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'Asia can drive world economy'

Kamal Nath says he doesn't see the world's factories and the back offices, "moving anywhere else" from India.

india Updated: Jun 15, 2006 11:03 IST

Asia is confident it will be the engine of global economic growth for years to come, but some participants at a regional economic forum held in Tokyo said on Thursday that the past could get in the way.

While Asia's economy looks set to remain strong, driven largely by emerging economic superpower China as well as India, political will is needed to keep history from chilling growth, said Vietnamese Industry Minister Hoang Trung Hai.

"In the past, there has been some unfortunate history between Asian countries," he told the opening session of the World Economic Forum on Asia, held for the first time in Tokyo.

"If we hang onto the past, we are only impeding each other's progress."

His view was echoed by Japanese trade minister Toshihiro Nikai, who said that economic progress must take priority over such differences and that leaders must focus on that.

"Asia needs to work together more as one entity," he said.

Ties between Japan and neighbours China and South Korea have chilled markedly since 2001, largely due to Prime Minister Junichiro Koizumi's annual visits to a Tokyo war shrine where some convicted war criminals are honoured along with Japan's war dead.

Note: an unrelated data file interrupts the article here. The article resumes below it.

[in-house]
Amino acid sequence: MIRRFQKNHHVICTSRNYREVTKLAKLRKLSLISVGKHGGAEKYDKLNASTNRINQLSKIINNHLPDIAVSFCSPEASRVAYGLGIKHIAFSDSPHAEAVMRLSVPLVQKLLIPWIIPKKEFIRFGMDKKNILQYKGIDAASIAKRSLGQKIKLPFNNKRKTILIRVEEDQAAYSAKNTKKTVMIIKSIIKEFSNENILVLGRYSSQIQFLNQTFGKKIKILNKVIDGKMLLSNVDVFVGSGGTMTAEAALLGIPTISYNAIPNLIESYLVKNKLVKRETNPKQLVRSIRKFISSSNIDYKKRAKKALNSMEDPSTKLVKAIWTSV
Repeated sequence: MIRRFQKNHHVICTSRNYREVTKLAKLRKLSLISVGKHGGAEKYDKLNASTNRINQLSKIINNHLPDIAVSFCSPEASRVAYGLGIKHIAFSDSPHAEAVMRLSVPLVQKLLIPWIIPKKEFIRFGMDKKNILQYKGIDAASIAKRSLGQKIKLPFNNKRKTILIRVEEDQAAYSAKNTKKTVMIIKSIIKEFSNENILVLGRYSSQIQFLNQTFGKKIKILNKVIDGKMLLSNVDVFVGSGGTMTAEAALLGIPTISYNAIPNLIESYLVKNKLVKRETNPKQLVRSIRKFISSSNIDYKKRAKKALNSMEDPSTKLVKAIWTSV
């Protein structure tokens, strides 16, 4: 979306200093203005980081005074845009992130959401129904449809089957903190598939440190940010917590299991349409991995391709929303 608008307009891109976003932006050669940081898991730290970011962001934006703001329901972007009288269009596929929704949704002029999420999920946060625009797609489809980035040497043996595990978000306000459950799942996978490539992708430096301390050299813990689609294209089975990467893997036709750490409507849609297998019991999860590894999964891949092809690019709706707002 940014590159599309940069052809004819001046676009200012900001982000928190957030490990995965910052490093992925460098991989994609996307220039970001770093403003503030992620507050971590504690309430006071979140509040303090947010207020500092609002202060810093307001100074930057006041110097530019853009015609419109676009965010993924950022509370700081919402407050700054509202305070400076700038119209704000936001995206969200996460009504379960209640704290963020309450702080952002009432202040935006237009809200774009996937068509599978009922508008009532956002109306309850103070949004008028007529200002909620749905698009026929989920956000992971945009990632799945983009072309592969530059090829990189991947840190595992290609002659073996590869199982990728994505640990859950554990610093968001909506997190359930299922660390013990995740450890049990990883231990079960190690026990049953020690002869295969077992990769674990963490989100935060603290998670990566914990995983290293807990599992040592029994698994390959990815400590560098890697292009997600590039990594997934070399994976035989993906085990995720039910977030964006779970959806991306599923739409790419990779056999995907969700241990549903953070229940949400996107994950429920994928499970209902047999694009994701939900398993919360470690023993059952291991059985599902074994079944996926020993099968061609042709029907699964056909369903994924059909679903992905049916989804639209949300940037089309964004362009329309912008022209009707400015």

East Asian leaders resolved last December to work towards building a regional community, but both the diversity of the nations represented as well as bickering between Japan and China illustrated the hurdles that lay ahead.

Jiang Jianqing, chairman of Industrial and Commercial Bank of China, China's biggest bank, took part in the same session but did not comment on the issue, instead simply reiterating the general confidence that Asia's economy will power global growth.

"I believe Asia and the emerging markets have become a locomotive for growth for the entire world," he said.

Many participants noted that the current optimism comes nearly a decade since the Asian financial crisis of 1997/98, when economies across the region took a beating, but that safeguards such as currency swap mechanisms have been put in place since then.

Given the area's huge population, which provides both an ample labour force as well as huge domestic markets, it seems likely the region will be able to overcome potential problems such as protectionism and continue to grow, participants said.

"We have both the world's factories and the world's back offices," said Kamal Nath, India's minister of Commerce and Industry. "I don't see these moving anywhere else."